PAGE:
Paperclips in History: The Norwegian Resistance Movement
During World War 2, Nazi Germany conquered Norway, and the country’s populace suffered immensely under the harsh dictatorship. Yet, a number of courageous individuals known as the Norwegian Resistance refused to submit to the occupation and fought against the Nazis. Their bravery and sacrifice are still remembered today, and the story of the paperclips exemplifies their ingenuity and courage.
Nazi Germany invaded Norway in 1940, and the occupation lasted until 1945. The Norwegian people were subjected to severe treatment, including forced labour, deportation, and execution, as soon as the Nazis seized control of the country’s government and resources.
One of the most major acts of resistance perpetrated by the Resistance was the sabotage of a heavy water facility at Rjukan, Norway. Heavy water is an essential component of nuclear weapons, and the Nazis utilised this facility to generate it. In order to stop the Nazis from obtaining the heavy water required to construct nuclear bombs, the Resistance collaborated with the Allies to demolish the factory.
The demolition of the heavy water plant dealt a tremendous setback to the Nazi war effort, but it did not come without a price. The Resistance was forced into hiding as a result of Nazi reprisals against the Norwegian people.
This is where the narrative of the paperclips begins. The paperclip was patented in 1899 by Norwegian inventor Johan Vaaler. The paperclip was a simple and practical means to bind documents, and it quickly gained popularity worldwide. The paperclip was chosen by the Norwegian Resistance as a symbol of their resistance and unity. They would put paperclips on their lapels as a secret indication to identify one another.
The paperclip quickly became a powerful symbol of the Resistance, but it was not enough. Without being picked up by the Nazis, the Resistance needed a means of communication. They started using the paperclip as a code word in their messages. For instance, a message might state, “We need more paperclips,” indicating that they required additional supplies for their operations.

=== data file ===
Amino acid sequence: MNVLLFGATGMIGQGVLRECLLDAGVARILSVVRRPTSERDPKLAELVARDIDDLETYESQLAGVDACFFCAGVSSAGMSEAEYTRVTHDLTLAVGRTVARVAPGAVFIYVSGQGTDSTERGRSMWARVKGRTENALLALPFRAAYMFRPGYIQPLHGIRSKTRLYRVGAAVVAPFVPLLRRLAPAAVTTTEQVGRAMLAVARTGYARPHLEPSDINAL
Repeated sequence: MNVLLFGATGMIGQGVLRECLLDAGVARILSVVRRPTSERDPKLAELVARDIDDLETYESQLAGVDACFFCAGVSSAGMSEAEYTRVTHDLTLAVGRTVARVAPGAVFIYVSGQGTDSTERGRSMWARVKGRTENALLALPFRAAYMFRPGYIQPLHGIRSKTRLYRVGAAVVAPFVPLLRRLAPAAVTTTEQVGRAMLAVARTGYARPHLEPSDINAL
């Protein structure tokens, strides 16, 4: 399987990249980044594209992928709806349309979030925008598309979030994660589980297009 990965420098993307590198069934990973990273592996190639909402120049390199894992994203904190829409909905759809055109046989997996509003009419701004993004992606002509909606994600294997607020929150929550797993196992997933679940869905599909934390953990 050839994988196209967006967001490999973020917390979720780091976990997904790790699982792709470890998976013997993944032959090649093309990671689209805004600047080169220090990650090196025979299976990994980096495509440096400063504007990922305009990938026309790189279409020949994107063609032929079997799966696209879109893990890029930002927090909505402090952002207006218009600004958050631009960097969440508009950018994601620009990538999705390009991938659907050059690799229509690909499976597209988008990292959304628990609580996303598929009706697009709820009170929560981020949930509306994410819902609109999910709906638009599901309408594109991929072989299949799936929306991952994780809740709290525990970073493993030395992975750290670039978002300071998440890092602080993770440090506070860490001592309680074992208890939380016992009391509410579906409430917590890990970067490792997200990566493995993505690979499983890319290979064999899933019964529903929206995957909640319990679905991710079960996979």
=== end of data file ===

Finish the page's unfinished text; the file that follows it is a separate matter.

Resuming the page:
The Resistance was able to communicate effectively and safely because the Nazis were unaware of the code. Johan K. Stenersen, a Norwegian businessman, discovered in 1943 that the Nazis had ordered all Norwegian enterprises to supply them with paperclips. Stenersen recognised this as an opportunity to aid the Resistance because the Nazis required the paperclips for their bureaucracy. In order to supply paperclips to the Resistance in Sweden, he began smuggling them out of the country.
As Stenersen’s business expanded, he ultimately sent the Resistance over 800,000 paperclips. Paperclips were utilised for a variety of purposes, including the tying of documents together and the construction of improvised handcuffs for the confinement of criminals. The paperclips became a symbol of optimism and resistance for the Norwegian people.
After the war, the paperclip became a symbol of the Norwegian Resistance’s tenacity and courage. A strong representation of the human spirit’s capacity to fight oppression and tyranny, the paperclip has been used in numerous Resistance memorials and exhibits.
The tale of the Norwegian Resistance and the paperclips is a magnificent example of the perseverance and creativity of the human spirit. The Resistance refused to surrender to the terrible Nazi occupation, and they used the paperclip, a commonplace object, to organise, communicate, and resist. The story of the paperclips tells us that we may find hope and courage even in the darkest of circumstances.